The Belly Dance and Yoga Connection
This was originally an article I wrote that was published in The Guilded Serpent.
I started my Yoga practice not long after beginning to Belly Dance. I was drawn to it and stayed with it as I enjoyed the benefits of the complementary practices. The promises of relaxation, strength, flexibility and spirituality intrigued me and fit right into my Belly Dancing lifestyle. I am not alone! Many Belly Dancers also practice Yoga and those who do Yoga are often intrigued by Belly Dance. We will explore what the draw is and why.
Sterling Painton, from Pittsburgh, Pennsylvania, was already a yoga instructor with her own studio when she started Belly Dance classes with Kari Merlina. Painton’s business partner was interested in adding “something different” to the class schedule and Merlina’s Belly Dance class fit the bill. Since Sterling had loved dancing since she was a little girl, she was excited to be able to start formal classes. She did not think it possible to start dance training in her 30’s, so she happily embarked on this new journey!
On a purely physical level, Yoga conditions the body and allows Belly Dancers to execute movements with fluidity and strength and access muscles with body awareness. Painton reports that she now has an incredible lengthening through her torso in her Yoga postures due to the strengthening and opening that Belly Dance provides. Painton found when she was learning Belly Dance that the isolations were remotely understandable because she had years of practicing isolations on the body in Yoga (such as lifting the quadriceps off the knees or lifting the rib cage while grounding the feet). She also noticed she could also yoga to counter stretch an area she just worked in Belly Dance. Additionally, she notes that Yoga will help protect the body from injuries and if you do get injured the recovery time is faster if you are a practicing yogi. I personally start my classes with a Yoga warm up for this reason. Painton points out that both Yoga and Belly Dance require a great deal of discipline.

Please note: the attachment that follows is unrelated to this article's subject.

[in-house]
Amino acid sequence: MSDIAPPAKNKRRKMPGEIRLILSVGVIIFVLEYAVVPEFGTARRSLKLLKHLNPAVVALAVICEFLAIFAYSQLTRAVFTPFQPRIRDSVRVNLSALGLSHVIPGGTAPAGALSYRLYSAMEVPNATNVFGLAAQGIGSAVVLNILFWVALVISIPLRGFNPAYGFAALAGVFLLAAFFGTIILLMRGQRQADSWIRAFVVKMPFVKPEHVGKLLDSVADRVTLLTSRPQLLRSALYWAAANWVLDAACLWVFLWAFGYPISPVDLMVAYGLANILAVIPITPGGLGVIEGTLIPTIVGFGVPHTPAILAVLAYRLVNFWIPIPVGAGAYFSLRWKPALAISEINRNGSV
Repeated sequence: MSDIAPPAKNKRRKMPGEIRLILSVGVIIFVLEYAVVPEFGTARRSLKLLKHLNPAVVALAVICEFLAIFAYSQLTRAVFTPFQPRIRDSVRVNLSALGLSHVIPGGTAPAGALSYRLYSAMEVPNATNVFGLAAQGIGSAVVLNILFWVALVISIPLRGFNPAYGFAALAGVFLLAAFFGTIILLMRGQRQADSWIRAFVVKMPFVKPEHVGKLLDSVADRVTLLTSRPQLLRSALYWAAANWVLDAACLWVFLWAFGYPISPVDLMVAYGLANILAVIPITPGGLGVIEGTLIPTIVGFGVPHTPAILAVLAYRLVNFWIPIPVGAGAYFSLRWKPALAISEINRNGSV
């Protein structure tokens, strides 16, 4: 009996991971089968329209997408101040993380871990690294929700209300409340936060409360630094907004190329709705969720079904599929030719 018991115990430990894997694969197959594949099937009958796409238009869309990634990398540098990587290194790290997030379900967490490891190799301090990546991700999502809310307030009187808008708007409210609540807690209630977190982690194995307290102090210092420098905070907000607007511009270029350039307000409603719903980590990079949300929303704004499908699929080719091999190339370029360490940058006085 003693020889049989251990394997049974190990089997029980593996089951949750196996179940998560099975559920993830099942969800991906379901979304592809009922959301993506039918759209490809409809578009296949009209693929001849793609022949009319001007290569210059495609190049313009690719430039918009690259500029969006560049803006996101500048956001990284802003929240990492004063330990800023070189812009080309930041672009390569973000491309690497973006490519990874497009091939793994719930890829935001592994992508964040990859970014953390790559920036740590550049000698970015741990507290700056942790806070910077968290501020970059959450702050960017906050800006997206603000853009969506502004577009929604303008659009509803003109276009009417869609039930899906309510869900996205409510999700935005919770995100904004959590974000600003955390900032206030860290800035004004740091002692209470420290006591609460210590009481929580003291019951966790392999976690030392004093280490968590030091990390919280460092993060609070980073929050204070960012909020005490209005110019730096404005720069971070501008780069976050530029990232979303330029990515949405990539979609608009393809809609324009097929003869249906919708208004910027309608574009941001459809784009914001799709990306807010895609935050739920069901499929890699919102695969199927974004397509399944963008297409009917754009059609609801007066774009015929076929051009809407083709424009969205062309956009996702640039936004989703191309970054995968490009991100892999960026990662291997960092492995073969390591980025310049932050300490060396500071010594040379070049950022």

Both Belly Dance and Yoga can release trauma, both physical and emotional. At my Yoga for the Special Child ™ (www.specialyoga.com) training, Sonia Sumar pointed out that after Yoga class, some students felt negative emotions without knowing why because no thoughts were attached to them. This was the body releasing trapped emotions. I am sure to point this out especially when working on ribcage pops and body waves because the heart space tends to hold so much emotion and it is worked so continuously in these movements. Letting go of those feelings that no longer serve you allows you to move forward physically and emotionally.
Mentally, Yoga allows the Belly Dancer to let go of the mental clutter that prevents us from “getting it” [a movement, combination, emotional expression, timing, etc.]. Instead of constantly wondering how you are doing or judging or criticizing yourself, Yoga allows for “letting go and letting it flow”.
“Most of us who practice Yoga have slipped into flow on the mat- probably many times. We know those wonderful moments when postures feel effortless. The body seems to move on its own without force or strain. We “know” the posture in an entirely new way and come out of these experiences somehow changed. At ease. Knowing ourselves more fully. “ (Cope, Yoga Journal October 2007)
Belly Dancers may recognize flow when you feel at one with the music and everything else slips away; you may notice your audience, but they are quiet witnesses. Or, the audience and your dance partner(s) are part of your flow experience- everyone feeling the music completely and communicating with total ease.